Abstract 16925: In Vivo Crosstalk Between Transplanted Human Induced Pluripotent Stem Cell-Derived Cardiomyocytes and Host Myocardial Cells
Objectives: Induced pluripotent stem cell (iPSC) and their derivatives are attractive candidates for therapeutic use, with the potential to replace deficient cells and to improve functional recovery in injury or disease settings. Here we test the hypothesis that transplantation of iPSC-derived cardiomyocytes (iPSC-CMs) can engraft after transplantation into mouse myocardial tissue and are able to secrete cytokines as a molecular mechanism to attenuate cardiac remodeling after ischemia.
Methods and Results: iPSCs were generated from human fibroblasts and successfully differentiated in vitro using a small molecule-based protocol. Immunohistochemistry, quantitative PCR, FACS, and electrophysiological measurements confirmed successful differentiation into an almost pure population of immature CMs (>90% troponin+). To demonstrate therapeutic potential, 2x106 iPSC-CMs stably expressing firefly luciferase and GFP were transplanted into adult female NOD/SCID mice with LAD-induced myocardial infarction (N=15/group). Transplanted cells revealed limited engraftment beyond 28 days in the ischemic myocardium as assessed by longitudinal bioluminescent imaging. Animals transplanted with iPSC-CMs showed significant functional improvement and attenuated cardiac remodeling compared to PBS-treated control animals as assessed by MRI (LVEF: iPSC-CMs 25.5±1.9% vs. control 14.5±1.3%, N=8/group, P<0.05). Furthermore, single cell profiling of transplanted iPSC-CMs showed increased expression of pro-angiogenic and anti-apoptotic cytokines under ischemic conditions. Importantly, laser capture microdissection (LCM) also showed corresponding increase in several pro-angiogenic genes (VEGFA, ANG1, FGF2 and SDF-1α) from the surrounding host myocardial cells (N=4-6/group, P<0.05). Taken together, these data demonstrate that the iPSC-CMs were capable of releasing growth factors in the ischemic environment which was associated with increased neovascularization.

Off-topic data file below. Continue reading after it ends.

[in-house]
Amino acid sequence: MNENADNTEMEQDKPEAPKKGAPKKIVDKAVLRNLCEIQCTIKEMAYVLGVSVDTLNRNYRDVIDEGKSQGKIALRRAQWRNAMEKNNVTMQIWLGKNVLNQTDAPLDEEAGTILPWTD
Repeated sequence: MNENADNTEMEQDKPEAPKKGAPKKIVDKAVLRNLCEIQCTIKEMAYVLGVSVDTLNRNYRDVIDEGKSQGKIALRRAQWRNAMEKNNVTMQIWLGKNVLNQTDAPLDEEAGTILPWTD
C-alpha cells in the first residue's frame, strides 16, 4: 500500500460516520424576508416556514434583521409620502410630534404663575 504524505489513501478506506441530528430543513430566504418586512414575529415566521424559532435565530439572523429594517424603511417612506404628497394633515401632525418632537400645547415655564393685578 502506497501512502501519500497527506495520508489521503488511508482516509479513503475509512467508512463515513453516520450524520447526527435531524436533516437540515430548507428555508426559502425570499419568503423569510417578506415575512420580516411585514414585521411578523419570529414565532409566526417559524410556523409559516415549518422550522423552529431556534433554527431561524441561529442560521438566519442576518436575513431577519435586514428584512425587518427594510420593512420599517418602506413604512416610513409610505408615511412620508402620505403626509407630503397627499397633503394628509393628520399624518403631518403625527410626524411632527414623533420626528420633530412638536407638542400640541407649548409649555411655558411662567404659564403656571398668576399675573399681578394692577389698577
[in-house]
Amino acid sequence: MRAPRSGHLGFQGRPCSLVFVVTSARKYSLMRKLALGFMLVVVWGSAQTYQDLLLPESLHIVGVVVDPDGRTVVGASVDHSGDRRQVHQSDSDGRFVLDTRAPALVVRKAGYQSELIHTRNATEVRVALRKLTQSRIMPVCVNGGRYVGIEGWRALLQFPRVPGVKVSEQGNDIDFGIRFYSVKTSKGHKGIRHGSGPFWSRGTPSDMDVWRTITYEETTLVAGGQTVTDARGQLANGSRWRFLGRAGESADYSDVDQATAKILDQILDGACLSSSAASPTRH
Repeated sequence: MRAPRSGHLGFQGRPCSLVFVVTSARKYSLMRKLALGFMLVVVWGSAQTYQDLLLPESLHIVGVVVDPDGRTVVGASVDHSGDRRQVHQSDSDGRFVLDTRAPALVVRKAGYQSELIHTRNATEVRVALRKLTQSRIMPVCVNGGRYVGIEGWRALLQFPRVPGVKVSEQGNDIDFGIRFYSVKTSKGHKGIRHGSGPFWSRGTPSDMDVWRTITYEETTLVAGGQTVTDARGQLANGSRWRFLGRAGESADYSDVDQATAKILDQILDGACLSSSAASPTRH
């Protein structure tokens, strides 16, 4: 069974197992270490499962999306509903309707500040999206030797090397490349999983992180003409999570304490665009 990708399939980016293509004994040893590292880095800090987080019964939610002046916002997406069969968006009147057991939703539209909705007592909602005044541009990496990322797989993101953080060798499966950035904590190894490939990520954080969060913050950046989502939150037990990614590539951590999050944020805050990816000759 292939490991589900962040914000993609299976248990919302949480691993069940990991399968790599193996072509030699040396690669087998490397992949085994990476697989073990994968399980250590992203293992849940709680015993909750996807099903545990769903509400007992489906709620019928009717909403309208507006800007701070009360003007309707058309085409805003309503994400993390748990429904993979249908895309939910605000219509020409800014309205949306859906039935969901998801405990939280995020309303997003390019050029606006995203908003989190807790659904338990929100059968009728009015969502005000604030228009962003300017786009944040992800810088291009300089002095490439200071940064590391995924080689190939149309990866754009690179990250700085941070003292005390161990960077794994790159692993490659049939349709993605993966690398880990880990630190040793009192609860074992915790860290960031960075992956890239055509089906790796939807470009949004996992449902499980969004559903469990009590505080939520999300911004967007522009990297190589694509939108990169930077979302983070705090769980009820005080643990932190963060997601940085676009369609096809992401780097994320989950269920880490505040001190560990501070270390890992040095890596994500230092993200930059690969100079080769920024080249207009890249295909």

Conclusions: Transplantation of human iPSC-CMs into ischemic mouse myocardium can attenuate cardiac remodeling and improve LV function. Because of limited engraftment, most of the positive effects are possibly explained by paracrine activation of the cells.
- © 2013 by American Heart Association, Inc.